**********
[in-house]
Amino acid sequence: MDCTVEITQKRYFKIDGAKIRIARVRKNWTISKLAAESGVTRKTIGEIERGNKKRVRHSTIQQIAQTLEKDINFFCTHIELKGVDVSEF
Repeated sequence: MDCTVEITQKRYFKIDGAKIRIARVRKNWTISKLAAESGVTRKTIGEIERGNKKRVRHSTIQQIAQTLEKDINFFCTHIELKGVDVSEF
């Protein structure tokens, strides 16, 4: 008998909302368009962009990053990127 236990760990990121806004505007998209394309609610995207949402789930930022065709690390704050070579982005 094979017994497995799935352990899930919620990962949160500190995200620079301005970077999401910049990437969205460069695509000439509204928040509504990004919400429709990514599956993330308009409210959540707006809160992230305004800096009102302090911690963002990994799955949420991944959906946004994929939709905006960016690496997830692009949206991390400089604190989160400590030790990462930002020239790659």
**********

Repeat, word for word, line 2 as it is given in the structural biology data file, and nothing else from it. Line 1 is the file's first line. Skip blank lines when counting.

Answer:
Amino acid sequence: MDCTVEITQKRYFKIDGAKIRIARVRKNWTISKLAAESGVTRKTIGEIERGNKKRVRHSTIQQIAQTLEKDINFFCTHIELKGVDVSEF